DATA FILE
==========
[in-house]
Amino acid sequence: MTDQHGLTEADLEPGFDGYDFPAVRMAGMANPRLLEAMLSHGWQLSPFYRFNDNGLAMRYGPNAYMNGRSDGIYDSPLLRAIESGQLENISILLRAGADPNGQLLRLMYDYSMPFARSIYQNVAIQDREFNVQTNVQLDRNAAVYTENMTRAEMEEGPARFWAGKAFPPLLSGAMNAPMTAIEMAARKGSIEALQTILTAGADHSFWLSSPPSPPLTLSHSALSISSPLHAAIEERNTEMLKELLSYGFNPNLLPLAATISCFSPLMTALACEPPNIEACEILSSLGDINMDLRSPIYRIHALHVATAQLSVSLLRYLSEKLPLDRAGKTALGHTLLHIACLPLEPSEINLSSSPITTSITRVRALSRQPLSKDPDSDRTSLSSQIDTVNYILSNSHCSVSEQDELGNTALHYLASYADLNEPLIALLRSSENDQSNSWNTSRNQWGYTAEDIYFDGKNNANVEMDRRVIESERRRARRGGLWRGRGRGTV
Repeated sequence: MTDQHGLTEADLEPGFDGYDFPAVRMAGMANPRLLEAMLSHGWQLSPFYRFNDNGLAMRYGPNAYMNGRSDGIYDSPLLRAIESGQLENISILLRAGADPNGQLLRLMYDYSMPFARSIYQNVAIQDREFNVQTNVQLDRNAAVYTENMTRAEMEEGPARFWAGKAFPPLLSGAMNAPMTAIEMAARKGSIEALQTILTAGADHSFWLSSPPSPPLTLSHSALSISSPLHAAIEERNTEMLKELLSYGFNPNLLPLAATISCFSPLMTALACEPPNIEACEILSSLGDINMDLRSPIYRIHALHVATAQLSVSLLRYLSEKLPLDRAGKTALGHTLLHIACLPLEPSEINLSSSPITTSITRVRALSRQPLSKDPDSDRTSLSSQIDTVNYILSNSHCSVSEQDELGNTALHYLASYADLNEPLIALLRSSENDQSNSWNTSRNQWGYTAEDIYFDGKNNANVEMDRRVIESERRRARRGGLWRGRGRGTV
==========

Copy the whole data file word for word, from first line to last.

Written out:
[in-house]
Amino acid sequence: MTDQHGLTEADLEPGFDGYDFPAVRMAGMANPRLLEAMLSHGWQLSPFYRFNDNGLAMRYGPNAYMNGRSDGIYDSPLLRAIESGQLENISILLRAGADPNGQLLRLMYDYSMPFARSIYQNVAIQDREFNVQTNVQLDRNAAVYTENMTRAEMEEGPARFWAGKAFPPLLSGAMNAPMTAIEMAARKGSIEALQTILTAGADHSFWLSSPPSPPLTLSHSALSISSPLHAAIEERNTEMLKELLSYGFNPNLLPLAATISCFSPLMTALACEPPNIEACEILSSLGDINMDLRSPIYRIHALHVATAQLSVSLLRYLSEKLPLDRAGKTALGHTLLHIACLPLEPSEINLSSSPITTSITRVRALSRQPLSKDPDSDRTSLSSQIDTVNYILSNSHCSVSEQDELGNTALHYLASYADLNEPLIALLRSSENDQSNSWNTSRNQWGYTAEDIYFDGKNNANVEMDRRVIESERRRARRGGLWRGRGRGTV
Repeated sequence: MTDQHGLTEADLEPGFDGYDFPAVRMAGMANPRLLEAMLSHGWQLSPFYRFNDNGLAMRYGPNAYMNGRSDGIYDSPLLRAIESGQLENISILLRAGADPNGQLLRLMYDYSMPFARSIYQNVAIQDREFNVQTNVQLDRNAAVYTENMTRAEMEEGPARFWAGKAFPPLLSGAMNAPMTAIEMAARKGSIEALQTILTAGADHSFWLSSPPSPPLTLSHSALSISSPLHAAIEERNTEMLKELLSYGFNPNLLPLAATISCFSPLMTALACEPPNIEACEILSSLGDINMDLRSPIYRIHALHVATAQLSVSLLRYLSEKLPLDRAGKTALGHTLLHIACLPLEPSEINLSSSPITTSITRVRALSRQPLSKDPDSDRTSLSSQIDTVNYILSNSHCSVSEQDELGNTALHYLASYADLNEPLIALLRSSENDQSNSWNTSRNQWGYTAEDIYFDGKNNANVEMDRRVIESERRRARRGGLWRGRGRGTV